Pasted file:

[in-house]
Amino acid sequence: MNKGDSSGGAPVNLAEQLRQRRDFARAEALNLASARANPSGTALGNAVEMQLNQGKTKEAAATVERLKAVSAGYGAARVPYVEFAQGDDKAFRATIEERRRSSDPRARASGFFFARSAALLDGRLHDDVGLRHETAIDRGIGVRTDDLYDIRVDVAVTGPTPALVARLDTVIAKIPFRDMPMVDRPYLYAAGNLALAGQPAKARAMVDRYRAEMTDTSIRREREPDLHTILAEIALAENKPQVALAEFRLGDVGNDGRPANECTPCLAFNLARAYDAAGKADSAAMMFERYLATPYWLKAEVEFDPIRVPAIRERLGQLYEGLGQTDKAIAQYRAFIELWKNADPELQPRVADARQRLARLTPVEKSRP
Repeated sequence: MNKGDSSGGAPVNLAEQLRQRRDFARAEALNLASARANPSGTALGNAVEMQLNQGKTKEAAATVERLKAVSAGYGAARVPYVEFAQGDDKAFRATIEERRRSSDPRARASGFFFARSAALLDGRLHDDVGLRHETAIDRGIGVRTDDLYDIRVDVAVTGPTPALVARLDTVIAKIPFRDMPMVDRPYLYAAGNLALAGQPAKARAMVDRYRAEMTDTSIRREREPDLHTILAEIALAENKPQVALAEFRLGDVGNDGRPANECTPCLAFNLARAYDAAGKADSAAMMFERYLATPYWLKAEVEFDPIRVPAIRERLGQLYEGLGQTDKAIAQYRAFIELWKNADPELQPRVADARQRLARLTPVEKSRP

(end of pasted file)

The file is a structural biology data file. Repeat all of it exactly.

[in-house]
Amino acid sequence: MNKGDSSGGAPVNLAEQLRQRRDFARAEALNLASARANPSGTALGNAVEMQLNQGKTKEAAATVERLKAVSAGYGAARVPYVEFAQGDDKAFRATIEERRRSSDPRARASGFFFARSAALLDGRLHDDVGLRHETAIDRGIGVRTDDLYDIRVDVAVTGPTPALVARLDTVIAKIPFRDMPMVDRPYLYAAGNLALAGQPAKARAMVDRYRAEMTDTSIRREREPDLHTILAEIALAENKPQVALAEFRLGDVGNDGRPANECTPCLAFNLARAYDAAGKADSAAMMFERYLATPYWLKAEVEFDPIRVPAIRERLGQLYEGLGQTDKAIAQYRAFIELWKNADPELQPRVADARQRLARLTPVEKSRP
Repeated sequence: MNKGDSSGGAPVNLAEQLRQRRDFARAEALNLASARANPSGTALGNAVEMQLNQGKTKEAAATVERLKAVSAGYGAARVPYVEFAQGDDKAFRATIEERRRSSDPRARASGFFFARSAALLDGRLHDDVGLRHETAIDRGIGVRTDDLYDIRVDVAVTGPTPALVARLDTVIAKIPFRDMPMVDRPYLYAAGNLALAGQPAKARAMVDRYRAEMTDTSIRREREPDLHTILAEIALAENKPQVALAEFRLGDVGNDGRPANECTPCLAFNLARAYDAAGKADSAAMMFERYLATPYWLKAEVEFDPIRVPAIRERLGQLYEGLGQTDKAIAQYRAFIELWKNADPELQPRVADARQRLARLTPVEKSRP